Additionally, Zack Pan, our Chief Financial Officer, Shuang Gong, our Corporate Secretary, Yuan Jian, General Manager and Chief Engineer of Aoxing Pharmaceutical, perform key functions in the operation of our business. There can be no assurance that we will be able to retain these officers after the term of their employment contracts expire. The loss of these officers could have a material adverse effect upon our business, financial condition, and results of operations. We do not carry key man life insurance for any of our key personnel nor do we foresee purchasing such insurance to protect against a loss of key personnel. 

We  may not be able to hire and retain qualified personnel to support its growth and if it is unable to retain or hire these personnel in the future, its ability to improve its products and implement its business objectives could be adversely affected.
 
We must attract, recruit and retain a sizeable workforce of technically competent employees. Competition for senior management and senior personnel in the PRC is intense, the pool of qualified candidates in the PRC is very limited, and we may not be able to retain the services of our senior executives or senior personnel, or attract and retain high-quality senior executives or senior personnel in the future. This failure could materially and adversely affect our future growth and financial condition.  We expect to hire additional sales and plant personnel throughout fiscal year 2011 in order to accommodate our growth.  
 
If we fail to increase our brand recognition, we may face difficulty in obtaining new customers and business partners.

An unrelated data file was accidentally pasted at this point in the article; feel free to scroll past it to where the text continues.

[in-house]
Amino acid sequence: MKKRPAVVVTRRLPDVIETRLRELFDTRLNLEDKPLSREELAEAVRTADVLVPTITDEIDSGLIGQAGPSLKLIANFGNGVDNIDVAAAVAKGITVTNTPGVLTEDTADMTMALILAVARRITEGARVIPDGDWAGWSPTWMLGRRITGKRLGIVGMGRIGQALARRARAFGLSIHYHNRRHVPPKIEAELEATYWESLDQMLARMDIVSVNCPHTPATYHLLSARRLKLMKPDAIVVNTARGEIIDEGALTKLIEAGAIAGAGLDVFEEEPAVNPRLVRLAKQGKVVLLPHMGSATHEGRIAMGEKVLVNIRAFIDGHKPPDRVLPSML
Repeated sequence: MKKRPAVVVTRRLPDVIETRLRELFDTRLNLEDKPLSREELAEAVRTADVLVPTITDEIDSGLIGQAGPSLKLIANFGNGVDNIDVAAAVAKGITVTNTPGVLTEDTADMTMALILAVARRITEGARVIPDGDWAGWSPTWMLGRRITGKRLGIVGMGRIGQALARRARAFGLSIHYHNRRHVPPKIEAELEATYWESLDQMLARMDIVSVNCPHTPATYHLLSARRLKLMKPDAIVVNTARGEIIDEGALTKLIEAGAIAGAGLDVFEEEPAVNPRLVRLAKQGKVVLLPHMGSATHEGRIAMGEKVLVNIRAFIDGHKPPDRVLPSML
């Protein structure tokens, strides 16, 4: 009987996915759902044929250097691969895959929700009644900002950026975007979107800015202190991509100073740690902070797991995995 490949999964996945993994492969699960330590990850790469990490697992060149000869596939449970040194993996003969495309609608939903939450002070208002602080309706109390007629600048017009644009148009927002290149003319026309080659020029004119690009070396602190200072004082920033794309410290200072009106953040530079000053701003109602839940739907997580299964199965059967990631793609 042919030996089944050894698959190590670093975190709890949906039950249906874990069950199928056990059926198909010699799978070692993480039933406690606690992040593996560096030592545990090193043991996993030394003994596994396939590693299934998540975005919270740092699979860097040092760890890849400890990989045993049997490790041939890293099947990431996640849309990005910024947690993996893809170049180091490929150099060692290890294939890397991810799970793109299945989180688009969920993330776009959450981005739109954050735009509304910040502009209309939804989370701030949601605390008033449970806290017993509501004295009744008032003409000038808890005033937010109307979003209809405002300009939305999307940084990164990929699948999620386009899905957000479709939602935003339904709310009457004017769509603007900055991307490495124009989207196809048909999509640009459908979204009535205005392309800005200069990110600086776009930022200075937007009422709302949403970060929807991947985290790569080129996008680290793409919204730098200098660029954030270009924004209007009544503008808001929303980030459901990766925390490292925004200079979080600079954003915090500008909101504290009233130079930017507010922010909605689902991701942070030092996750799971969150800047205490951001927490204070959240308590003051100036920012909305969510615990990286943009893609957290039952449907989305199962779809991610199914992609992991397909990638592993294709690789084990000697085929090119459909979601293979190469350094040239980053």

We believe that establishing, maintaining and enhancing our brand in a cost-effective manner is critical to achieving widespread acceptance of our current and future products and services and is an important element in our effort to increase our customer base and obtain new business partners. We believe that the importance of brand recognition will increase as competition in our market develops. Some of our potential competitors already have well-established brands in the pharmaceutical promotion and distribution industry. Successful promotion of our brand will depend largely on our ability to maintain a sizeable and active customer base, our marketing efforts and ability to provide reliable and useful products and services at competitive prices. Brand promotion activities may not yield increased revenue, and even if they do, any increased revenue may not offset the expenses we will incur in building our brand. If we fail to successfully promote and maintain our brand, or if we incur substantial expenses in an unsuccessful attempt to promote and maintain our brand, we may fail to attract enough new customers or retain our existing customers to the extent necessary to realize a sufficient return on our brand-building efforts, in which case our business, operating results and financial condition, would be materially adversely affected.
 
 
Our operating results may fluctuate as a result of factors beyond our control.

Our operating results may fluctuate significantly in the future as a result of a variety of factors, many of which are beyond our control. These factors include:

·
the costs of pharmaceutical products and development;
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the relative speed and success with which we can obtain and maintain customers, merchants and vendors for our products;
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capital expenditure for equipment;